Dr. Elizabeth Haswell is a Professor of Biology at Washington University in St. Louis and a Howard Hughes Medical Institute (HHMI)-Simons Faculty Scholar. She received her B.S. degree in biochemistry from the University of Washington and her Ph.D. in biochemistry from the University of California, San Francisco. Afterwards, Liz conducted postdoctoral research at the California Institute of Technology before joining the faculty at Washington University in St. Louis where she remains today. In addition to being named an HHMI-Simons Faculty Scholar, Liz received a National Science Foundation Early Faculty Career Development (CAREER) Award. In our interview she shares more about her life and science.
People Behind the Science Podcast Show Notes
The Scientific Side (5:59)
Liz’s research examines how the molecules, cells, and tissues within plants can sense and respond to forces. In particular, she studies a type of proteins that is really sensitive to mechanical signals called mechanosensitive ion channels. Liz is working to understand how mechanosensitive ion channels sense and respond to internal forces within plant cells, such as turgor pressure (i.e. the water pressure within cells).
A Dose of Motivation (7:29)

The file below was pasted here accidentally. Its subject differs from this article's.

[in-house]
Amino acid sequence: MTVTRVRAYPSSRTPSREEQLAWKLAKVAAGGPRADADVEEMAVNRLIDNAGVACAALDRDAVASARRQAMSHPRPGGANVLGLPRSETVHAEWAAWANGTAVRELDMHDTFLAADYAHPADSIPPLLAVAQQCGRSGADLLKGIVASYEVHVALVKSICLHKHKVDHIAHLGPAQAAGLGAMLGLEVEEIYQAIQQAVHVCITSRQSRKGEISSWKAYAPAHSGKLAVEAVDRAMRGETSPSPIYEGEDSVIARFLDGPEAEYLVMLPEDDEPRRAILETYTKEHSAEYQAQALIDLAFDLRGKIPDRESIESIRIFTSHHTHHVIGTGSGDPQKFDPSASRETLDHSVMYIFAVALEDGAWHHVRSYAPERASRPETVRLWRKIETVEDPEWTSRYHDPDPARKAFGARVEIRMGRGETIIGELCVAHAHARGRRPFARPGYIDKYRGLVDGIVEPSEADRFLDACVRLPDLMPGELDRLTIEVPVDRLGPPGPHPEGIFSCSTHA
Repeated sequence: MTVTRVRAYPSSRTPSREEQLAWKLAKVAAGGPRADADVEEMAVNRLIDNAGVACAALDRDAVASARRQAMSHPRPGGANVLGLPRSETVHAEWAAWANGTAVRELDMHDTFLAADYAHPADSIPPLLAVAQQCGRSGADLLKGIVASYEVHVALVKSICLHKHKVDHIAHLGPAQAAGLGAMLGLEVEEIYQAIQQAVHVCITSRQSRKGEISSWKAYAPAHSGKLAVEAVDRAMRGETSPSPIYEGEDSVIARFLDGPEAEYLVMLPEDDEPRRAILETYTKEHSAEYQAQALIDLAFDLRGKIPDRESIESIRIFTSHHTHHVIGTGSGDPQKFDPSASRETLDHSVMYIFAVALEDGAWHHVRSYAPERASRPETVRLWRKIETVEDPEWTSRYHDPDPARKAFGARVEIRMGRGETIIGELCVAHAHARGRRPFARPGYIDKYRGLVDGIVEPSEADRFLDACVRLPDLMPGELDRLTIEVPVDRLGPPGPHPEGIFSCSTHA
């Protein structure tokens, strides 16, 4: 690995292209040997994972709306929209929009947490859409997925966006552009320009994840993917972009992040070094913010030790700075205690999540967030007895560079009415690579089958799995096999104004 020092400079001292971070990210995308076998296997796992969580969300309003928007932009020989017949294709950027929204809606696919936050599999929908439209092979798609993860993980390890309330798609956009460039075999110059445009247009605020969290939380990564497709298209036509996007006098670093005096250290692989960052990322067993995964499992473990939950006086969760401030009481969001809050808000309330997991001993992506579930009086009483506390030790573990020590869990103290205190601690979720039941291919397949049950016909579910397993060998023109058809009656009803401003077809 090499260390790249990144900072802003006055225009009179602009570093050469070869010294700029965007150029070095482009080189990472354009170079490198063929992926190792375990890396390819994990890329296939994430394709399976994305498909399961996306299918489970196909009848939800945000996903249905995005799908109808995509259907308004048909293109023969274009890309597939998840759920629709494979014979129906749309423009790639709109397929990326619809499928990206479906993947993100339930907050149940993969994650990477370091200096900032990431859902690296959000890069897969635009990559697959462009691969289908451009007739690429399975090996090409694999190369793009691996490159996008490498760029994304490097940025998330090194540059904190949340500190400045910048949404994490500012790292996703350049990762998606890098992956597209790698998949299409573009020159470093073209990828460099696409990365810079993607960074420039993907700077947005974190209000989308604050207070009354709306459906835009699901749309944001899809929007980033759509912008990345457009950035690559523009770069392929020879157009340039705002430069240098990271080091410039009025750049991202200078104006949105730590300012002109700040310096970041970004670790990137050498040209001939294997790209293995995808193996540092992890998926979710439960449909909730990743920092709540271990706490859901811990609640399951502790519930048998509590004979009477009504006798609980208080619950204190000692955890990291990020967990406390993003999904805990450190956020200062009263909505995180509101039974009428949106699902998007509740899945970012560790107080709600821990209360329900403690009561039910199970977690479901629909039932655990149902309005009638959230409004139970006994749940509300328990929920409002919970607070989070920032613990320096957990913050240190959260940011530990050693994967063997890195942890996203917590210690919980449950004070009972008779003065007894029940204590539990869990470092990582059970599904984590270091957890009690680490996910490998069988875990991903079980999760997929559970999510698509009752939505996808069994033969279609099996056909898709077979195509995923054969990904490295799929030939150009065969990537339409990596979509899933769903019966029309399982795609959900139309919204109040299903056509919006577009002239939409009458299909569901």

“Do science out of curiosity and delight, not for status and productivity.” – Ellen Daniell
“The culture of overwork is just the patriarchy trying to keep you down.”
What Got You Hooked on Science? (12:06)
Though they weren’t scientists, both of Liz’s parents worked as academics at Washington State University. Liz grew up in a house full of books in a small college town, and she was able to travel with her parents when they went on sabbatical every seven years. From an early age, she thought she would go into academia. There was a brief period in high school where Liz wanted to be an interior decorator, but taking her first biology class sparked her love for biology. Liz was able to take some classes at Washington State University, and she realized that she wanted to do scientific research. When started her freshman year in college, Liz put her CV in the mailbox of every faculty member in the Biology Department, hoping to be hired to work in a lab. A new professor hired Liz to help set up his laboratory, and through his research, Liz’s passion for plant science was cemented.
The Low Points: Failures and Challenges (21:33)